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The Post Washington Consensus : The Market Disconnect and the Public Reconnect

Colloque Governance and the Public Domain in Contrasting Economies : The Cases of India and Canada, CRRID campus Chandigarh, 12 au 14 février 2001


Daniel Drache, « The Post Washington Consensus : The Market Disconnect and the Public Reconnect », Colloque Governance and the Public Domain in Contrasting Economies : The Cases of India and Canada, CRRID campus Chandigarh, 12 au 14 février 2001.

« After the protests in Seattle, Prague, Washington1 and Windsor, popular sovereignty and national
sovereignty again have become powerful forces on the global stage. These agenda-setting fundamentals
challenge the Washington Consensus goals and objectives of zero inflation, broadening market access
and promoting privatization by governments everywhere. The mood swing today is away from reliance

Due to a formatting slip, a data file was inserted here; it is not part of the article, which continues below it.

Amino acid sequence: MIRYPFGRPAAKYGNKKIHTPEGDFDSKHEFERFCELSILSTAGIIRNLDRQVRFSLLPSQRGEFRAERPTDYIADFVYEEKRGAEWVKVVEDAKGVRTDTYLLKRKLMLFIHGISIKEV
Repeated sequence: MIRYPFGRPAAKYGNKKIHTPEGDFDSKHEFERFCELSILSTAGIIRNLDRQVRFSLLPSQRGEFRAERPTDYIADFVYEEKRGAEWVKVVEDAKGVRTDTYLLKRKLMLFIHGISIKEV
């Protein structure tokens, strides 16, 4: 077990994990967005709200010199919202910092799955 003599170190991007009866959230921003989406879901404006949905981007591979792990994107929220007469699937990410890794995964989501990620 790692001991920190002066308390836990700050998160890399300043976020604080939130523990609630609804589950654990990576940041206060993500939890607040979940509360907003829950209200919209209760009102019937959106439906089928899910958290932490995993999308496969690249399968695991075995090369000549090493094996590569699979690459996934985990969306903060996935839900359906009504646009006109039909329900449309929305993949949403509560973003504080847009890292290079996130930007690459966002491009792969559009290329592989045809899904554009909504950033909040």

on narrow market-led strategies and one of the casualties is that the Washington Consensus is no longer
a ‘framework agreement’ supported unqualifiedly by policy makers everywhere. Significantly, even
John Williamson, who first coined the term, has criticized this neo-liberal framework of public policymaking
as both inappropriate and too rigid for developing counties. Its largest failure is that it has not
produced the growth and jobs expected. He is not alone. Mainstream economists, such as Joseph
Stiglitz, Dany Rodrik, Sylvia Ostry, John Helliwell and Paul Krugman, have also questioned the
appropriateness of market fundamentalism as the developmental strategy for Southern countries. After
close to two decades of triumphant market policies, new economic and social fundamentals for a
different kind of consensus are needed to manage the global economy.
 »

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